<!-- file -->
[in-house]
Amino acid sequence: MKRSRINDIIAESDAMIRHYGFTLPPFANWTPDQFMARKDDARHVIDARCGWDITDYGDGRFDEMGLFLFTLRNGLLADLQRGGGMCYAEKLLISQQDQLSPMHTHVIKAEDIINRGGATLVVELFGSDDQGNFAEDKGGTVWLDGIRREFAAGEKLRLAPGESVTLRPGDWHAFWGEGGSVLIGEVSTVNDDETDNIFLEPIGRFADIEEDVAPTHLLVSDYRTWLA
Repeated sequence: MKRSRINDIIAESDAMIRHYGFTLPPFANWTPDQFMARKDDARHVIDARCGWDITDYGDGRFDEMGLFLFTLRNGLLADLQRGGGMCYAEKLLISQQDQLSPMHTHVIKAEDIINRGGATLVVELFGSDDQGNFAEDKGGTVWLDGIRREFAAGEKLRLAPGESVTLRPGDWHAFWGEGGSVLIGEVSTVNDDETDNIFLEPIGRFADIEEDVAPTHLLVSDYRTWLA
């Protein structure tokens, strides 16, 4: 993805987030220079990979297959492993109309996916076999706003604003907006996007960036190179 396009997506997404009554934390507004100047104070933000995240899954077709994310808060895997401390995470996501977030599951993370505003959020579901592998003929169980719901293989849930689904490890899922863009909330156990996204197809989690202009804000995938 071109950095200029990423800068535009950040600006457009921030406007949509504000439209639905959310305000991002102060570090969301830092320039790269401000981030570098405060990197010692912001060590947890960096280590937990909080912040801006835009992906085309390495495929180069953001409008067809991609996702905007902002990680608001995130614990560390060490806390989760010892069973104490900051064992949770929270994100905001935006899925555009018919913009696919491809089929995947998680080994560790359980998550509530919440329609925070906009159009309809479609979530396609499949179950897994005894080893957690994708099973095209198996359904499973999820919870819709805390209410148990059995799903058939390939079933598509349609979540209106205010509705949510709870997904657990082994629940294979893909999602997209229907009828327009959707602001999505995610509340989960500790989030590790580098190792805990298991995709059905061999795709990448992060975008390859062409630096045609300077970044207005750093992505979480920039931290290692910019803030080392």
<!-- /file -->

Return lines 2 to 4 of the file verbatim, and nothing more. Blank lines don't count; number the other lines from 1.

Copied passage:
Amino acid sequence: MKRSRINDIIAESDAMIRHYGFTLPPFANWTPDQFMARKDDARHVIDARCGWDITDYGDGRFDEMGLFLFTLRNGLLADLQRGGGMCYAEKLLISQQDQLSPMHTHVIKAEDIINRGGATLVVELFGSDDQGNFAEDKGGTVWLDGIRREFAAGEKLRLAPGESVTLRPGDWHAFWGEGGSVLIGEVSTVNDDETDNIFLEPIGRFADIEEDVAPTHLLVSDYRTWLA
Repeated sequence: MKRSRINDIIAESDAMIRHYGFTLPPFANWTPDQFMARKDDARHVIDARCGWDITDYGDGRFDEMGLFLFTLRNGLLADLQRGGGMCYAEKLLISQQDQLSPMHTHVIKAEDIINRGGATLVVELFGSDDQGNFAEDKGGTVWLDGIRREFAAGEKLRLAPGESVTLRPGDWHAFWGEGGSVLIGEVSTVNDDETDNIFLEPIGRFADIEEDVAPTHLLVSDYRTWLA
């Protein structure tokens, strides 16, 4: 993805987030220079990979297959492993109309996916076999706003604003907006996007960036190179 396009997506997404009554934390507004100047104070933000995240899954077709994310808060895997401390995470996501977030599951993370505003959020579901592998003929169980719901293989849930689904490890899922863009909330156990996204197809989690202009804000995938 071109950095200029990423800068535009950040600006457009921030406007949509504000439209639905959310305000991002102060570090969301830092320039790269401000981030570098405060990197010692912001060590947890960096280590937990909080912040801006835009992906085309390495495929180069953001409008067809991609996702905007902002990680608001995130614990560390060490806390989760010892069973104490900051064992949770929270994100905001935006899925555009018919913009696919491809089929995947998680080994560790359980998550509530919440329609925070906009159009309809479609979530396609499949179950897994005894080893957690994708099973095209198996359904499973999820919870819709805390209410148990059995799903058939390939079933598509349609979540209106205010509705949510709870997904657990082994629940294979893909999602997209229907009828327009959707602001999505995610509340989960500790989030590790580098190792805990298991995709059905061999795709990448992060975008390859062409630096045609300077970044207005750093992505979480920039931290290692910019803030080392």